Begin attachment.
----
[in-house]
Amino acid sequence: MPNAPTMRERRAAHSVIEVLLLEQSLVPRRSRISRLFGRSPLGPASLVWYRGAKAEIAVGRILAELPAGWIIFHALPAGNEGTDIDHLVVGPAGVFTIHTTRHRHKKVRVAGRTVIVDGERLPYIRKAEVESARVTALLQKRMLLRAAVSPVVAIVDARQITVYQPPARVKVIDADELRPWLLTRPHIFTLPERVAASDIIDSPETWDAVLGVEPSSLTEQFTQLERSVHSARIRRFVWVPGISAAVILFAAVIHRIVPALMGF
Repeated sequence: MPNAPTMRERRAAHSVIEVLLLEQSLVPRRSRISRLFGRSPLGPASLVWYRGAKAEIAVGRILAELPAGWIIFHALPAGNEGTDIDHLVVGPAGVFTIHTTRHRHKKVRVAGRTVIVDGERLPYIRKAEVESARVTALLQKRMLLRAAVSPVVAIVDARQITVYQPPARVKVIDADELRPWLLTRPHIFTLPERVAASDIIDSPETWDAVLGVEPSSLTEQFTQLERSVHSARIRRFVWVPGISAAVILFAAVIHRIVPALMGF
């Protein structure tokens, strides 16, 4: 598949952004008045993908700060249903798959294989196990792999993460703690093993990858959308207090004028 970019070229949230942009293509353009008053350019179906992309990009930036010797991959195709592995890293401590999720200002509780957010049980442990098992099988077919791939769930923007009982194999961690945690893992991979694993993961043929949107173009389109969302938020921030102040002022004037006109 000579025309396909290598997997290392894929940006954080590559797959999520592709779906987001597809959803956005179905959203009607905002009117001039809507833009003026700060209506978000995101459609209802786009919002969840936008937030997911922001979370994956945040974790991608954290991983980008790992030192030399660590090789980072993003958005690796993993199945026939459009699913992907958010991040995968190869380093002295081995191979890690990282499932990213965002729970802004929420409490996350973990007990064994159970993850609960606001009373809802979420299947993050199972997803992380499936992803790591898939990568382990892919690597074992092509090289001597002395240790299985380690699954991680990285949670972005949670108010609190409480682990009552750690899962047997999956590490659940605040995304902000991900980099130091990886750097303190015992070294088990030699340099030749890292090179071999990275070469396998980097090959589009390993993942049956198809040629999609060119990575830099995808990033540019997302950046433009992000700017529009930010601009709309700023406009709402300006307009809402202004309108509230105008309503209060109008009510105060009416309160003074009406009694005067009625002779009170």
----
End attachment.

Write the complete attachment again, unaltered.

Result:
[in-house]
Amino acid sequence: MPNAPTMRERRAAHSVIEVLLLEQSLVPRRSRISRLFGRSPLGPASLVWYRGAKAEIAVGRILAELPAGWIIFHALPAGNEGTDIDHLVVGPAGVFTIHTTRHRHKKVRVAGRTVIVDGERLPYIRKAEVESARVTALLQKRMLLRAAVSPVVAIVDARQITVYQPPARVKVIDADELRPWLLTRPHIFTLPERVAASDIIDSPETWDAVLGVEPSSLTEQFTQLERSVHSARIRRFVWVPGISAAVILFAAVIHRIVPALMGF
Repeated sequence: MPNAPTMRERRAAHSVIEVLLLEQSLVPRRSRISRLFGRSPLGPASLVWYRGAKAEIAVGRILAELPAGWIIFHALPAGNEGTDIDHLVVGPAGVFTIHTTRHRHKKVRVAGRTVIVDGERLPYIRKAEVESARVTALLQKRMLLRAAVSPVVAIVDARQITVYQPPARVKVIDADELRPWLLTRPHIFTLPERVAASDIIDSPETWDAVLGVEPSSLTEQFTQLERSVHSARIRRFVWVPGISAAVILFAAVIHRIVPALMGF
């Protein structure tokens, strides 16, 4: 598949952004008045993908700060249903798959294989196990792999993460703690093993990858959308207090004028 970019070229949230942009293509353009008053350019179906992309990009930036010797991959195709592995890293401590999720200002509780957010049980442990098992099988077919791939769930923007009982194999961690945690893992991979694993993961043929949107173009389109969302938020921030102040002022004037006109 000579025309396909290598997997290392894929940006954080590559797959999520592709779906987001597809959803956005179905959203009607905002009117001039809507833009003026700060209506978000995101459609209802786009919002969840936008937030997911922001979370994956945040974790991608954290991983980008790992030192030399660590090789980072993003958005690796993993199945026939459009699913992907958010991040995968190869380093002295081995191979890690990282499932990213965002729970802004929420409490996350973990007990064994159970993850609960606001009373809802979420299947993050199972997803992380499936992803790591898939990568382990892919690597074992092509090289001597002395240790299985380690699954991680990285949670972005949670108010609190409480682990009552750690899962047997999956590490659940605040995304902000991900980099130091990886750097303190015992070294088990030699340099030749890292090179071999990275070469396998980097090959589009390993993942049956198809040629999609060119990575830099995808990033540019997302950046433009992000700017529009930010601009709309700023406009709402300006307009809402202004309108509230105008309503209060109008009510105060009416309160003074009406009694005067009625002779009170």